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Emergence of Musical Film and Its Influence on Society

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Essay Question: Critically discuss and describe the emergence of musical film and its influence on society.

“The musical is one of the most popular film genres among both audiences and film scholars, probably for many of the same reasons - the spectacle, the music and the enjoyable predictability of the outcome weighed against the pleasure of the varied details.”

Bill Marshall and Robynn Stilwell

A proverb once claimed that “in life, you are either being entertained or educated. If you aren’t having fun, you’re probably learning something.” Taken from the purest form, this statement explains that in common day occurrences, the people in society are challenged with opportunities that will either help them grow as a person or keep themselves occupied and happy about life. Film directors and writers seem to keep this in mind when creating cinematic representation. They want to constantly integrate the concepts of living and learning in innovative, unconventional ways; developing the dimension of media entertainment of musical films.

For the first time in film history, directors and writers showcase a new type of convention, transgressing from spoken language (“talkies”) into song and dance numbers. Through the discipline of academic research, I will explore the issues of emotions being brought into life, turning fantasy into reality, popularity and audience ‘pull’, political and social controversy and the ‘new’ generation of musical films and will critically discuss and describe the emergence of the musical film phenomenon, and how these subjects combine to shape cinematic representation and the society that views it.

Emotions Brought to Life

Channeling emotions is what films generally do best, standing in as a key way in which the audience connects with the actors on the silver screen. Without a conventional approach to emotions, the actors’ intentions and motivations may not be understood very well. The emergence of sound in 1929 meant that films suddenly had abundant amounts of talking, noise, singing, and dancing. This is what truly brought the audience to the showings, because it was something that had never been seen before.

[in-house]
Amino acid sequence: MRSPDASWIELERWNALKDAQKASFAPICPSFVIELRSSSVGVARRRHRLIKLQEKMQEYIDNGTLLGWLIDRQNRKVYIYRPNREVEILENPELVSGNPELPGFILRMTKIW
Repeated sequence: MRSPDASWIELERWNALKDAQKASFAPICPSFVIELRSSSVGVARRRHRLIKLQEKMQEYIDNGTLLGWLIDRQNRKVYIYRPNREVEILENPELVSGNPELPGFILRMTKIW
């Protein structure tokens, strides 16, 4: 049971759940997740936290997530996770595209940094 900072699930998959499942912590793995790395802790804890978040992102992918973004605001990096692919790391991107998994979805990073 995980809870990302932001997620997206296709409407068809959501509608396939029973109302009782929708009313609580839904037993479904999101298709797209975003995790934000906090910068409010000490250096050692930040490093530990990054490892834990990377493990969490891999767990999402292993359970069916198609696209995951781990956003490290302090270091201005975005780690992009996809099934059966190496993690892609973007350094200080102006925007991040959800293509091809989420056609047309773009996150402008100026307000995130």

Another explanation of why the films integrated sound is that “music in film uses the conventional Romantic composition style, allowing the story to suffuse the story with a deeper emotional content” (Laing 2000: 7). People had a much greater desire to connect with the actors if they channeled not only their visual senses but also their aural senses.

At this time, it was known by almost all film critics that Hollywood had become the leader in film development, and watched as popular writers switched gears and played into the popularity of musical film.

“Hollywood has a recourse to song, [allowing] characters to celebrate the capacity of music to express their most deeply-felt emotions” (Laing 2000: 5). Commonly quoted in several musical film studies (Feuer 1982; Laing 2000), the musical Summer Stock has actor Gene Kelly proclaiming to actress Judy Garland that in a musical show, ‘if a boy tells a girl that he loves her, he doesn’t just say it, he sings it,’ just because ‘it’s kinda nice’ (Laing 2000: 5). This meant that the actors essentially tried to tell stories with music, song and dance, and not just with words. There was no real need to explain why they did it, they just did.

Two ‘languages’ used by musical film writers include spoken dialogue and sung-verse, switching back and forth smoothly without much turbulence. This means that speech can slide into song without much regard to what is being said, but by how it is being said. This convention is one of the most important steps of musical film, paired with the physical nature of dance.

This is further analyzed by Michael Wood (1975), stating that “great musicals are always making connections [with the real world]. These are the continuities they insist on; our speech nudged into music, and our way of walking edged into a dance” (156). Musical films engineer everyday life activities as if they were all part of a master plan of events molded by the director and writer.

Examples of this are Fred Astaire and Gene Kelly, who believe that “props must not appear as props. Rather they must give the impression of being actual objects in the environment” (Feuer 1982: 5). In films in which they star, they may use coat racks and picture frames standing in as women, “elastic bands of a chair for a harp, and even a pillow for an accordion” (Feuer 1982: 6). Which ever the case, the audience is able to better relate to these inanimate objects and personify them as ‘something’ that is recognizable in the ‘animate’ world.

In terms of non-choreographed

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